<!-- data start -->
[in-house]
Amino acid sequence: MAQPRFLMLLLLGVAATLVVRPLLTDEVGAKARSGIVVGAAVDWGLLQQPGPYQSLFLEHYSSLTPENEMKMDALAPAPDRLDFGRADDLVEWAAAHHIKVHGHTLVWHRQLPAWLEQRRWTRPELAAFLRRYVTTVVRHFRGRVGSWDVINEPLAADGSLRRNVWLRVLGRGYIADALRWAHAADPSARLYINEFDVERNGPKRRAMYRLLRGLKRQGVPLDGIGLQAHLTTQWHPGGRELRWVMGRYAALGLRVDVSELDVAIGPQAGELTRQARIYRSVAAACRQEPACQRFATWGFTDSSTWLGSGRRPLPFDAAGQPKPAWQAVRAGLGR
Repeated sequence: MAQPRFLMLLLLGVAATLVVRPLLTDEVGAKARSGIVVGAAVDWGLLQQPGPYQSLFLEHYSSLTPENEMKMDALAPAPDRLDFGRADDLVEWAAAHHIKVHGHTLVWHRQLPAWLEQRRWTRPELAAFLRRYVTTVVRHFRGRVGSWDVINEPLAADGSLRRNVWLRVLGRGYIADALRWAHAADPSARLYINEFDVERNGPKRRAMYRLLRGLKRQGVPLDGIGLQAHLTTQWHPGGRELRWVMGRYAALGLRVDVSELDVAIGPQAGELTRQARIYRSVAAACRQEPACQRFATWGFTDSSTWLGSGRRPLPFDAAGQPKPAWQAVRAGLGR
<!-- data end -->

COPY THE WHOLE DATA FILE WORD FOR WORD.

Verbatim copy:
[in-house]
Amino acid sequence: MAQPRFLMLLLLGVAATLVVRPLLTDEVGAKARSGIVVGAAVDWGLLQQPGPYQSLFLEHYSSLTPENEMKMDALAPAPDRLDFGRADDLVEWAAAHHIKVHGHTLVWHRQLPAWLEQRRWTRPELAAFLRRYVTTVVRHFRGRVGSWDVINEPLAADGSLRRNVWLRVLGRGYIADALRWAHAADPSARLYINEFDVERNGPKRRAMYRLLRGLKRQGVPLDGIGLQAHLTTQWHPGGRELRWVMGRYAALGLRVDVSELDVAIGPQAGELTRQARIYRSVAAACRQEPACQRFATWGFTDSSTWLGSGRRPLPFDAAGQPKPAWQAVRAGLGR
Repeated sequence: MAQPRFLMLLLLGVAATLVVRPLLTDEVGAKARSGIVVGAAVDWGLLQQPGPYQSLFLEHYSSLTPENEMKMDALAPAPDRLDFGRADDLVEWAAAHHIKVHGHTLVWHRQLPAWLEQRRWTRPELAAFLRRYVTTVVRHFRGRVGSWDVINEPLAADGSLRRNVWLRVLGRGYIADALRWAHAADPSARLYINEFDVERNGPKRRAMYRLLRGLKRQGVPLDGIGLQAHLTTQWHPGGRELRWVMGRYAALGLRVDVSELDVAIGPQAGELTRQARIYRSVAAACRQEPACQRFATWGFTDSSTWLGSGRRPLPFDAAGQPKPAWQAVRAGLGR